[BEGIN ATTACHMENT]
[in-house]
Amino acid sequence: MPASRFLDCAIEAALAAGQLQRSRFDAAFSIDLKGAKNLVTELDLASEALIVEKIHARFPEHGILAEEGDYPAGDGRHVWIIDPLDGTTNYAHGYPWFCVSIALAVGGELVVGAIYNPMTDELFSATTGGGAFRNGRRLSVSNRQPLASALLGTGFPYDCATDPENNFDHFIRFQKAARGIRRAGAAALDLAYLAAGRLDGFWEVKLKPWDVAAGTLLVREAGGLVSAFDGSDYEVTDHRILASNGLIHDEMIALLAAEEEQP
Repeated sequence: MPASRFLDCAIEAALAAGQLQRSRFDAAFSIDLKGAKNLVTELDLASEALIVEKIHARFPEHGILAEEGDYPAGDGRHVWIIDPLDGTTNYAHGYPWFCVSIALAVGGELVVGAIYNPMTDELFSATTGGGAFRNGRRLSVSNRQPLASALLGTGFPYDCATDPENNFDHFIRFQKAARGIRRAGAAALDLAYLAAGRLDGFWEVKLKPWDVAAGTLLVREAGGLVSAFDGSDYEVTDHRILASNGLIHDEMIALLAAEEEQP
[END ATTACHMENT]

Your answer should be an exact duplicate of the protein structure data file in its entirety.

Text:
[in-house]
Amino acid sequence: MPASRFLDCAIEAALAAGQLQRSRFDAAFSIDLKGAKNLVTELDLASEALIVEKIHARFPEHGILAEEGDYPAGDGRHVWIIDPLDGTTNYAHGYPWFCVSIALAVGGELVVGAIYNPMTDELFSATTGGGAFRNGRRLSVSNRQPLASALLGTGFPYDCATDPENNFDHFIRFQKAARGIRRAGAAALDLAYLAAGRLDGFWEVKLKPWDVAAGTLLVREAGGLVSAFDGSDYEVTDHRILASNGLIHDEMIALLAAEEEQP
Repeated sequence: MPASRFLDCAIEAALAAGQLQRSRFDAAFSIDLKGAKNLVTELDLASEALIVEKIHARFPEHGILAEEGDYPAGDGRHVWIIDPLDGTTNYAHGYPWFCVSIALAVGGELVVGAIYNPMTDELFSATTGGGAFRNGRRLSVSNRQPLASALLGTGFPYDCATDPENNFDHFIRFQKAARGIRRAGAAALDLAYLAAGRLDGFWEVKLKPWDVAAGTLLVREAGGLVSAFDGSDYEVTDHRILASNGLIHDEMIALLAAEEEQP